If you missed darkroom member Christine Saxena-Walter’s wonderful Instagram Takeover of the darkroom account, here’s an opportunity to catch-up on her story before you head over there to check out her pictures.
How did you get into film-based photography?
I got my first camera at 16, a Canon A1 which I have just recently retrieved from my parents’ loft. Shortly after this I started developing films at home, but it took me a few years before I had the courage (and pocket money) to rent a darkroom in town for a few hours and try printing. I grew to love the grain and the physicality of the creative process (from developing film negatives to making prints). Then studies and life took over and digital cameras became more affordable; consequently my film camera got shelved and I bought a digital camera.
How did you find the transition to digital
I did continue printing my digital work, mainly in the form of zine or books for family and friends. A year or so ago my computer crashed, and although I had backed up most of my work, it took me days to retrieve what I wanted to save. Despite this, I am sure thousands of my pictures are on a cloud somewhere never to be looked at again. This felt like the perfect time to go back to film photography, which I did with a small investment of £30 on a Holga and a couple of medium format films.
What was it like returning to analogue?
One roll and I was hooked! I love the gestures of loading a film, advancing it, the sound of it, and most of all just being in the moment, not looking at the back of my camera to see whether the shot is good or not. I got that first roll developed and small prints made and that was it: I had seen again what I had been missing all those digital years - the grain! I began to lust after another medium format camera. I have always liked the look of twin lens reflex cameras and never having tried one I decided to buy a good entry level Yashica 124G on eBay.
What brought you to Darkroom?
After some research I took a film processing workshop at Darkroom to refresh my memory and ended up joining as a member on the spot. Despite living an hour and half from London, I love the experience of working here. It has enabled me to continue improving as a photographer with the help and tips of Phil Grey, Verdi Yahooda and Dennis Yandoli, as well as the other members. I particularly love printing on fibre paper. It is a slower process than printing on resin coated and it is fraught with more difficulties, but the end result is a print which has more depth. I find that a bit of selenium toning can be particularly good to bring out the light and deepen the black.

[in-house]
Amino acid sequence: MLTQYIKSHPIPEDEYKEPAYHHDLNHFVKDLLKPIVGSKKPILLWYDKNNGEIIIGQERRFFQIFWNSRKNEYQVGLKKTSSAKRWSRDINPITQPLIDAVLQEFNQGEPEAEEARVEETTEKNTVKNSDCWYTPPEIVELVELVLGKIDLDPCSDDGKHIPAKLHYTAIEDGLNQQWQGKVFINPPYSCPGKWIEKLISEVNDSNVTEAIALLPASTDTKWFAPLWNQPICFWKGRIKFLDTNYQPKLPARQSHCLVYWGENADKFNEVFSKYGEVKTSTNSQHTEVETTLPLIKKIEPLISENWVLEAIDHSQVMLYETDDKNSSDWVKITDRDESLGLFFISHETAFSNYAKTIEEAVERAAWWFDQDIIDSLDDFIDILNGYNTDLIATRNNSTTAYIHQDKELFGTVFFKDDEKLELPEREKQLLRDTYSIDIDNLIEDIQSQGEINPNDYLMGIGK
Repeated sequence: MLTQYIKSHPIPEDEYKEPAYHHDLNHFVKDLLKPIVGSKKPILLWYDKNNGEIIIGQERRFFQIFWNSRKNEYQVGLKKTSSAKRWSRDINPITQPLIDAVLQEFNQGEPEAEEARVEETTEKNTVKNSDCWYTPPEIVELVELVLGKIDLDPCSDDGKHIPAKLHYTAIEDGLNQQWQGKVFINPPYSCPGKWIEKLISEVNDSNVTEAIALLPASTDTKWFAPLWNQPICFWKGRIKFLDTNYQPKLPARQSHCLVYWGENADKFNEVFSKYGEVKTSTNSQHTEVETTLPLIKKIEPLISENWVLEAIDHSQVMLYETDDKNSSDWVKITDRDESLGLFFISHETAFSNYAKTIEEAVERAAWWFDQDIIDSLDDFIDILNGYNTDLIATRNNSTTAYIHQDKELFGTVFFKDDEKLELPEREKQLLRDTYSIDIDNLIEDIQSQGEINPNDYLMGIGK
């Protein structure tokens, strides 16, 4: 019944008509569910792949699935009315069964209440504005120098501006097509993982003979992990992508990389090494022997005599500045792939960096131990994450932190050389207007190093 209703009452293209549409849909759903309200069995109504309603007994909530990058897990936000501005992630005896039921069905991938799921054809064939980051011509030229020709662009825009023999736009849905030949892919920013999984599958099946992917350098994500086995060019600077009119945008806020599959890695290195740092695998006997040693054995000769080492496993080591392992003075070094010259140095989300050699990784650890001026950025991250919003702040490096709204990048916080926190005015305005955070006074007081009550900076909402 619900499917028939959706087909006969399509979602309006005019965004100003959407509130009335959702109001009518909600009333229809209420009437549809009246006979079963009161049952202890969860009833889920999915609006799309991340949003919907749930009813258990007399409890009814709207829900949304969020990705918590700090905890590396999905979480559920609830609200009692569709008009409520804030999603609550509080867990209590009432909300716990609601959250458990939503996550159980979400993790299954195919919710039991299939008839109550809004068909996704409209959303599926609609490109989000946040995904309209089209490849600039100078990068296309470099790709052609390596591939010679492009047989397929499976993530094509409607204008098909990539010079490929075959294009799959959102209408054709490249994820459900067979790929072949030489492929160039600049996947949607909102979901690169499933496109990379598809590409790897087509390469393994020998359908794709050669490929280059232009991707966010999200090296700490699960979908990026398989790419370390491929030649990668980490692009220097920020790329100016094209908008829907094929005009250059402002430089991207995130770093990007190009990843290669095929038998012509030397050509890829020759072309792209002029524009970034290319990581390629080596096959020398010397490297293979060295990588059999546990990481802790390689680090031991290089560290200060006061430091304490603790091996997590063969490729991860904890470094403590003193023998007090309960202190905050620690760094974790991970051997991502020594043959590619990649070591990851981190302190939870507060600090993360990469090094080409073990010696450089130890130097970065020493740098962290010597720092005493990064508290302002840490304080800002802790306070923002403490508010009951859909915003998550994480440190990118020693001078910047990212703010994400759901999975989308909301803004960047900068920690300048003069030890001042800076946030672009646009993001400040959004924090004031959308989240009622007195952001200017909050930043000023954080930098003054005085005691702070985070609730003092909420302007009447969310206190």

Tell us a bit about your working processes?
Occasionally, I have a chance to go to cities abroad for short visits, often linked with work or family. Obviously, I take my camera with me, but my photo opportunities are brief and often just for an hour or so before breakfast. Over time I have come to cherish these opportunities, rather than feeling frustration at the lack of time. I now focus on capturing my first emotions and impressions of a new place. How does the light fall and bounce in this city? How do people move about this city? What are its rhythm? This is what excites me about those quick visits. I do the minimal amount of research and let the light guide me around the city.
I recently went to Prague for the first time. I had been looking forward to seeing this historic, cultural city, but Prague is now incredibly crowded with tourists the whole day and most of the night. However, like most cities it has retained its original charm early in the morning when residents wake up and the morning light gently brushes buildings. I visited Josef Sudek’s studio and darkroom which is now a gallery. Fortunately, it is rarely visited by the tourist hordes as it is located on the quieter side of the river and is well worth a visit, although only his original sink remains in place.
What are you working on now?
Although I live in the countryside, I spend a few days each week in London for work and pleasure. I love London with its quirkiness and energy. I have started a new project in Soho and have another in Brittany, where I have been going on holiday to the same spot for well over 20 years. I can’t think of a better slice of paradise; it is my cocoon, where I recharge with family and friends. I have decided to re-discover this small place I know so well. I take nothing for granted; I walk around with my camera with an open heart and mind and I am making wonderful discoveries.
Use the link at the bottom of the page to head over to see Christine’s Darkroom Instagram Takeover.